President Donald Trump signed the 2018 Farm Bill into law Thursday, a move that drew praise from numerous public officials and farm groups.
The bill passed both the Senate and House just days after a conference report was released Dec. 10. Highlights of the bill include the removal of industrial hemp from the controlled substances list, expansion of the Conservation Reserve Program and reforms to the Supplemental Nutrition Assistance Program — though not as severe as reforms originally proposed by the House.
Kansas Sen. Pat Roberts serves as chairman of the Senate Agriculture Committee and was one of the major players who crafted the bill. The bill passed the Senate by the largest margin of any Farm Bill, with an 87-13 vote.
“Our first commitment was to provide farmers and ranchers with certainty and predictability and this is what attracted broad, bipartisan support,” Roberts said in a release. “I am proud of the members of my committee who have worked so hard to give rural America the tools to produce the safest and most affordable food and fiber in the world.”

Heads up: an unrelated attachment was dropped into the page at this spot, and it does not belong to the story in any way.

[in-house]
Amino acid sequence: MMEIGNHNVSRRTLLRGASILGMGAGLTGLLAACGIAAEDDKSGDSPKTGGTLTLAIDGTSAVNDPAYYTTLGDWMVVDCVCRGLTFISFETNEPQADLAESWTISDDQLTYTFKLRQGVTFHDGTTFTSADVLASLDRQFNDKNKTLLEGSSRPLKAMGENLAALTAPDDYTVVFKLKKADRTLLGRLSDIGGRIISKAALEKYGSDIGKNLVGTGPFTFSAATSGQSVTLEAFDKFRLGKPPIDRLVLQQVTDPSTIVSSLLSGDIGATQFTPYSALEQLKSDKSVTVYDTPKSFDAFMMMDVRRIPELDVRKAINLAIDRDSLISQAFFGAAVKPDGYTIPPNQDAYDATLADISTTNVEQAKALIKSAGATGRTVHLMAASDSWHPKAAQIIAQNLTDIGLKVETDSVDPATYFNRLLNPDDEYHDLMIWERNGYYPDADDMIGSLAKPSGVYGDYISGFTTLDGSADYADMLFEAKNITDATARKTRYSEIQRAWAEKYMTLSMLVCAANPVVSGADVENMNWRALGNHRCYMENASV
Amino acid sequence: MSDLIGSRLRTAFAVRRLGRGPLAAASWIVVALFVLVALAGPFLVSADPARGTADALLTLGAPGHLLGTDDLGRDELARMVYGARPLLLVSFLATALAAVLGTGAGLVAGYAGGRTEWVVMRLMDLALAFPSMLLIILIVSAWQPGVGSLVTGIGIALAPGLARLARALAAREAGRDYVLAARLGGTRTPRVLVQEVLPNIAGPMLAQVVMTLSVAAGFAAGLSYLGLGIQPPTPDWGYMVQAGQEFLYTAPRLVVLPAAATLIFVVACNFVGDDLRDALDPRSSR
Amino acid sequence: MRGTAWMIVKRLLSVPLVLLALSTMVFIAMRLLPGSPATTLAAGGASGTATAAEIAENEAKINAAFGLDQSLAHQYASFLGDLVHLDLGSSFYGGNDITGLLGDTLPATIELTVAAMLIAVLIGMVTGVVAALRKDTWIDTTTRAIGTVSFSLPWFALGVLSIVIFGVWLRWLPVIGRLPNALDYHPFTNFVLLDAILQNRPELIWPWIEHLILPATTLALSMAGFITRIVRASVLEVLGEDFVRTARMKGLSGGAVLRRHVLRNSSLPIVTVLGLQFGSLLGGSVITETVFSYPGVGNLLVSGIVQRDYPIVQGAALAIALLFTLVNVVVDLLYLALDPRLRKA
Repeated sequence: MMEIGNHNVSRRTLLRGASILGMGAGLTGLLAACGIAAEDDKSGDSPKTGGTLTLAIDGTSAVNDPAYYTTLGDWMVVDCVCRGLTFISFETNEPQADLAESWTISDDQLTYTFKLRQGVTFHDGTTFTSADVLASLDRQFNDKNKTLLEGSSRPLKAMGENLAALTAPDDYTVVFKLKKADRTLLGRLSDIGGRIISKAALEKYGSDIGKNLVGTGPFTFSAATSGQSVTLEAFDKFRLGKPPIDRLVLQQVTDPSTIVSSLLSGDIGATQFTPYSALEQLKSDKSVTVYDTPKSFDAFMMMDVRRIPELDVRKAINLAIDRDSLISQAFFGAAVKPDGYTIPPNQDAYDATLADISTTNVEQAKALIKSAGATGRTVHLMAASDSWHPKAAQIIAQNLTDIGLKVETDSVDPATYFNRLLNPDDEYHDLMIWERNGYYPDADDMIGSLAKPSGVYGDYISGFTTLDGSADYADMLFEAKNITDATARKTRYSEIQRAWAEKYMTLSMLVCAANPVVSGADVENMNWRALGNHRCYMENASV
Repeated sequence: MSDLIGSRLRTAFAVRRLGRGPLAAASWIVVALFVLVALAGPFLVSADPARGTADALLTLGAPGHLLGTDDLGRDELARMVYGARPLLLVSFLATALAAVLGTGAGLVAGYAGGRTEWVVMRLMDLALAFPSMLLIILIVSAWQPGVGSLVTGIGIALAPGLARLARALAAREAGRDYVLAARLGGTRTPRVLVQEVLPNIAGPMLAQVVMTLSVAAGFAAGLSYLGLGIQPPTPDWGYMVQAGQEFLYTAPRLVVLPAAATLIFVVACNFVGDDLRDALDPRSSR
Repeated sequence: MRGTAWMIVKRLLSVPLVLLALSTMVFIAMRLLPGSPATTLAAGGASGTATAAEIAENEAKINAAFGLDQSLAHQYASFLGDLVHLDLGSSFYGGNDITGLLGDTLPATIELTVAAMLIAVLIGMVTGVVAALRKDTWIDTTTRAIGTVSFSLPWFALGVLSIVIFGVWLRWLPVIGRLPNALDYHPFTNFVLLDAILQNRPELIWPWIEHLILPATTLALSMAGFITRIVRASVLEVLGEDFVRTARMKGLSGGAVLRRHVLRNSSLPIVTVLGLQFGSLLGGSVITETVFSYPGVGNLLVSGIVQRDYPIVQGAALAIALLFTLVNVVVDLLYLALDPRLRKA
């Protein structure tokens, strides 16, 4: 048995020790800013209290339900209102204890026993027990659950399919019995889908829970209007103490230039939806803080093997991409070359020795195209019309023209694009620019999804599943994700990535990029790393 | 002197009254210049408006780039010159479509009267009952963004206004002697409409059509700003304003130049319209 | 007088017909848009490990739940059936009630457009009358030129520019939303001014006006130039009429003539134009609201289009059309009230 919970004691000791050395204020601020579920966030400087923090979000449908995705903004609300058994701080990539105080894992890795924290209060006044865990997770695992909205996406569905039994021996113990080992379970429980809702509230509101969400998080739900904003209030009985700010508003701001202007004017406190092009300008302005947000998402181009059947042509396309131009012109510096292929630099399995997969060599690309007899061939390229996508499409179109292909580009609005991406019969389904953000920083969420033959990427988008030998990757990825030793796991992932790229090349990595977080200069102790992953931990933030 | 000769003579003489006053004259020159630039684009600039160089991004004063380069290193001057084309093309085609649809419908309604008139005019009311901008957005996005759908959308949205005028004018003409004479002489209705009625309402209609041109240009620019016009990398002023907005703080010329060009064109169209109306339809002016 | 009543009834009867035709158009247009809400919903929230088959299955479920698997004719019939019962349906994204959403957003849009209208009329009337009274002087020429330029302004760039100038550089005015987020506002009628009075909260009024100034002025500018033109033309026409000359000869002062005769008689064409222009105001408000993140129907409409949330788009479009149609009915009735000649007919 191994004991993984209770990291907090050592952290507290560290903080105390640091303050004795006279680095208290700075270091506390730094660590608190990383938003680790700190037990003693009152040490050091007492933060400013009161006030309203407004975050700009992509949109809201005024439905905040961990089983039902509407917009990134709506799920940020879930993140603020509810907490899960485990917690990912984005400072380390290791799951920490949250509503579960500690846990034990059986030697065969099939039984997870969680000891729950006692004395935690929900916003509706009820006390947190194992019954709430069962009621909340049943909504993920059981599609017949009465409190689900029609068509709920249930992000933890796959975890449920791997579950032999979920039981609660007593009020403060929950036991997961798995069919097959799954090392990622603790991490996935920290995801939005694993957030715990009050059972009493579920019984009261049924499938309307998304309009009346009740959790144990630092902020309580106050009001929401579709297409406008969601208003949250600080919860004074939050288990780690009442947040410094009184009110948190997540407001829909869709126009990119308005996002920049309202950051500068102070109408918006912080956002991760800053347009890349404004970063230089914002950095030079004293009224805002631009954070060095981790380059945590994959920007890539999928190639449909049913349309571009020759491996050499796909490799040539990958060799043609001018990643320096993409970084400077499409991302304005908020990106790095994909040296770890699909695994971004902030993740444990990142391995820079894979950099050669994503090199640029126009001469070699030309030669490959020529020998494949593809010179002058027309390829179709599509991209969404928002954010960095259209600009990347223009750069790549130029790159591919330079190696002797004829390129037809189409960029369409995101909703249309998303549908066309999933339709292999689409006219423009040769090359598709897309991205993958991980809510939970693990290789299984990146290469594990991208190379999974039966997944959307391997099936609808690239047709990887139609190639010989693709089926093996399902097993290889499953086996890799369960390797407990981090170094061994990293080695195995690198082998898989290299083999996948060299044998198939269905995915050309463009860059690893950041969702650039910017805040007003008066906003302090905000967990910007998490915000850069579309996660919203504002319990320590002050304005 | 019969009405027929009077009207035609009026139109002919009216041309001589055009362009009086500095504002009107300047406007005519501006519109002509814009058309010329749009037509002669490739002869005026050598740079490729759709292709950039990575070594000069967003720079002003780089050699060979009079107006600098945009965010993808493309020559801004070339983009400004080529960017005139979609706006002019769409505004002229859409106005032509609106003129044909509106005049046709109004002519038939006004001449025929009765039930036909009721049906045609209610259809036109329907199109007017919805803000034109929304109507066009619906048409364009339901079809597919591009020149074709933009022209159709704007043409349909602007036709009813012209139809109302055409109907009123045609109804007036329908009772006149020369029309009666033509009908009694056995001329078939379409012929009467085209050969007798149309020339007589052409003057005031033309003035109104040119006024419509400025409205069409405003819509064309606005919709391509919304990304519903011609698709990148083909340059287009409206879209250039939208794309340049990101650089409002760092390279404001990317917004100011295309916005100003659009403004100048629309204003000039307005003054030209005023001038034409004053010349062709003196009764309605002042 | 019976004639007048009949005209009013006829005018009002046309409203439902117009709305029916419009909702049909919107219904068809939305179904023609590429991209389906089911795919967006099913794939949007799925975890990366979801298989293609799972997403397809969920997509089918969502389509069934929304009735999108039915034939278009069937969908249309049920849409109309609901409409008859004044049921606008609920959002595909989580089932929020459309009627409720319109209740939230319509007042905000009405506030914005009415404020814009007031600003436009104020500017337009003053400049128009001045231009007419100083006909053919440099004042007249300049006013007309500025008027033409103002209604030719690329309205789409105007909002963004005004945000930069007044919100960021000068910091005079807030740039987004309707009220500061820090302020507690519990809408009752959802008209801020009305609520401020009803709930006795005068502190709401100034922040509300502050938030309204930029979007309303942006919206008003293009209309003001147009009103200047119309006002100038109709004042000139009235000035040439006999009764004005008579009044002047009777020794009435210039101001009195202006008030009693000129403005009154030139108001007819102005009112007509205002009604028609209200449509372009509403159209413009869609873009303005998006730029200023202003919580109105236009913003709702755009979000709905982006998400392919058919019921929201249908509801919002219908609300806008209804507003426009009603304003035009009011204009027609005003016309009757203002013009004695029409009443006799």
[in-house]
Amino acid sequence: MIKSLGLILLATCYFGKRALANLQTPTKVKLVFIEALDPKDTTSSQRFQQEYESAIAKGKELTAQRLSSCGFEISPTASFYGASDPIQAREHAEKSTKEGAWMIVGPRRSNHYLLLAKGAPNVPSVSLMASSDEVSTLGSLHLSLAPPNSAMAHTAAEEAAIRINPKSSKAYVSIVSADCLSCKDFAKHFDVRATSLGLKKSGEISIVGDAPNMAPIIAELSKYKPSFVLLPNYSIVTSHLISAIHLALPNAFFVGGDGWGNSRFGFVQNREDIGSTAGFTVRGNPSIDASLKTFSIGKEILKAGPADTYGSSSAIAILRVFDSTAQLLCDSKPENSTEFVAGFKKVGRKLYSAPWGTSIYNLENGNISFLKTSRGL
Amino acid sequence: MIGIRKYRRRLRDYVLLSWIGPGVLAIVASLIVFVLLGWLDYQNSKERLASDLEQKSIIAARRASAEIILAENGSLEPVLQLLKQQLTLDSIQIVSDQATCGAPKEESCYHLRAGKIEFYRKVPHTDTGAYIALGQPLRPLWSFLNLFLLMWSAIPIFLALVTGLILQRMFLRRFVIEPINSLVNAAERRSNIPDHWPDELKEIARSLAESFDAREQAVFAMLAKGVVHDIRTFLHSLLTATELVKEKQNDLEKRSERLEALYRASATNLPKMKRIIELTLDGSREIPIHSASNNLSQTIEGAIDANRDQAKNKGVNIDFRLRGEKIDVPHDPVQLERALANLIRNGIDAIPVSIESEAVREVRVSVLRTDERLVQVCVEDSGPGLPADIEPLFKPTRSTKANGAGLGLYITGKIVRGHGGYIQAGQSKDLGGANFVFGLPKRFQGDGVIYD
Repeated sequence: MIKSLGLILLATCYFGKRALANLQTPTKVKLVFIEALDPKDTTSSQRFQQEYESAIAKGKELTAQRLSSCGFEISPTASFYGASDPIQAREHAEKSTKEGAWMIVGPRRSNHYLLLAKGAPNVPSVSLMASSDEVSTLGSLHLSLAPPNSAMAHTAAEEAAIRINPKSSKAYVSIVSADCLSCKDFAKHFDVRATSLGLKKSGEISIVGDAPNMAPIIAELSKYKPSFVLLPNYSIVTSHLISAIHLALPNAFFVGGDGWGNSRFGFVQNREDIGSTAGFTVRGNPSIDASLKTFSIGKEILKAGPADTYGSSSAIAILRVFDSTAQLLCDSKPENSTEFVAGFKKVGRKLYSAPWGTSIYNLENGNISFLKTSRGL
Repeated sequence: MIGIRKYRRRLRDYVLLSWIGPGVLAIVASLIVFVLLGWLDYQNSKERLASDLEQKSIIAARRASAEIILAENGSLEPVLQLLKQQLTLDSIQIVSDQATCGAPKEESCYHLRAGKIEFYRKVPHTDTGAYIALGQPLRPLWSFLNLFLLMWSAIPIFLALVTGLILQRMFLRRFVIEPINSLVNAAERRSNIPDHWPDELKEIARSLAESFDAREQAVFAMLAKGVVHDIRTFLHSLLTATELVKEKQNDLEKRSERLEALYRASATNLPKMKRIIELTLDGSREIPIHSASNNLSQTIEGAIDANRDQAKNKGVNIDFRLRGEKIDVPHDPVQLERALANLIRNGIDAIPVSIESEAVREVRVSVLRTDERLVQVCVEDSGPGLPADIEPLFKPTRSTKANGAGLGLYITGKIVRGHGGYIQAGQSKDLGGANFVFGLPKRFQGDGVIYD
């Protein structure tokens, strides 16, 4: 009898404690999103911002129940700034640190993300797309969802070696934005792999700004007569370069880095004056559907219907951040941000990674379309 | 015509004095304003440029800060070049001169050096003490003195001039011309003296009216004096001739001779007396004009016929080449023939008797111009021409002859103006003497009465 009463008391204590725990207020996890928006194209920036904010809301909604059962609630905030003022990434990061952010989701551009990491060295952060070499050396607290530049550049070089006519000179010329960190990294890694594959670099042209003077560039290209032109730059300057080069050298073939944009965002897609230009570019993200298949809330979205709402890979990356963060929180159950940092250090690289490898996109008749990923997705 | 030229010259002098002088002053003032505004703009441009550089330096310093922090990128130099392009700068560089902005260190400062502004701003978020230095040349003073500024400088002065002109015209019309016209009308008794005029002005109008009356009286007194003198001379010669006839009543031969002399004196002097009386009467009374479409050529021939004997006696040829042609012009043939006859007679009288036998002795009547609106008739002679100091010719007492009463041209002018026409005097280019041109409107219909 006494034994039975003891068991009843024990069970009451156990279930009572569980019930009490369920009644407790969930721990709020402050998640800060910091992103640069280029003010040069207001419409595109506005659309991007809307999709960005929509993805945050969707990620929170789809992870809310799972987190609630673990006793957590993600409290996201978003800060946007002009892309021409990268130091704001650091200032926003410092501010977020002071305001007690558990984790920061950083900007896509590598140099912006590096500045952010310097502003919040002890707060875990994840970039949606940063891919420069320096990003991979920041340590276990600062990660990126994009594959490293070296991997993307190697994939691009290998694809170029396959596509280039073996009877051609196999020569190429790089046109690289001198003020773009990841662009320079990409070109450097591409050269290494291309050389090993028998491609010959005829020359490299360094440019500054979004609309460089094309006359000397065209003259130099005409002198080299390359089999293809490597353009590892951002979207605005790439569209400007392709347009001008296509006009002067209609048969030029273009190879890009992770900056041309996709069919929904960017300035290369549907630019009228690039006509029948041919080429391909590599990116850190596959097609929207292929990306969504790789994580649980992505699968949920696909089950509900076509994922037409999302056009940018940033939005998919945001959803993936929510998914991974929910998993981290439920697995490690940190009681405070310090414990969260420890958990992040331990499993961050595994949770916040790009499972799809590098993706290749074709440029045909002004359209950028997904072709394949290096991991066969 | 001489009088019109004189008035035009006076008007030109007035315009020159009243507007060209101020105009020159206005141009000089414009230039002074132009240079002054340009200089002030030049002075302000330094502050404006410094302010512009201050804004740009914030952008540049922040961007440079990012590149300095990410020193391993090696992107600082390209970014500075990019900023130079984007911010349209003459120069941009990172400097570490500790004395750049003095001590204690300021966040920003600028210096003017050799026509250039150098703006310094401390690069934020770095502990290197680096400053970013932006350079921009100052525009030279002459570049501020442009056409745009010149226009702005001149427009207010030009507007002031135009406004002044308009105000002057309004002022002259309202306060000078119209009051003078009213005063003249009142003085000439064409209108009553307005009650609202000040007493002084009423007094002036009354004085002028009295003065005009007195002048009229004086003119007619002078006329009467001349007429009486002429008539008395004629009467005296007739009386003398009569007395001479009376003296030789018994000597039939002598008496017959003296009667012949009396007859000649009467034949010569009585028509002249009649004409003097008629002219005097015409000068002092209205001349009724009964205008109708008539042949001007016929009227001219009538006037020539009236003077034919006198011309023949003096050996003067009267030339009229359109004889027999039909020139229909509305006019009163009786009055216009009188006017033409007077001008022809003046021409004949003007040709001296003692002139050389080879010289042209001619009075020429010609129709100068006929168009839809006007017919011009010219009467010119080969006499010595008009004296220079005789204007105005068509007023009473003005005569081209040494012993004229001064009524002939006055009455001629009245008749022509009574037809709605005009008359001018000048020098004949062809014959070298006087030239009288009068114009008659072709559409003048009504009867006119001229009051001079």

Roberts said he was glad to have the support of the president and vice president.
Passage of the Farm Bill will ensure that conservation, market assistance and SNAP programs, among others, stay up to date and working.
Groups such as Kansas Corn and National Sorghum Producers applauded the signing of the Farm Bill as well.
"Today's signing is a culmination of hard work, commitment and intelligent planning by Congress to get the bill across the finish line before the end of the year,” said Dan Atkisson, Stockton, Kansas farmer and chairman of NSP. “We know this bill invests in the future of agriculture and NSP would like to thank the Administration as well as the leaders of the House and Senate Agriculture Committees and their staffs for their leadership.”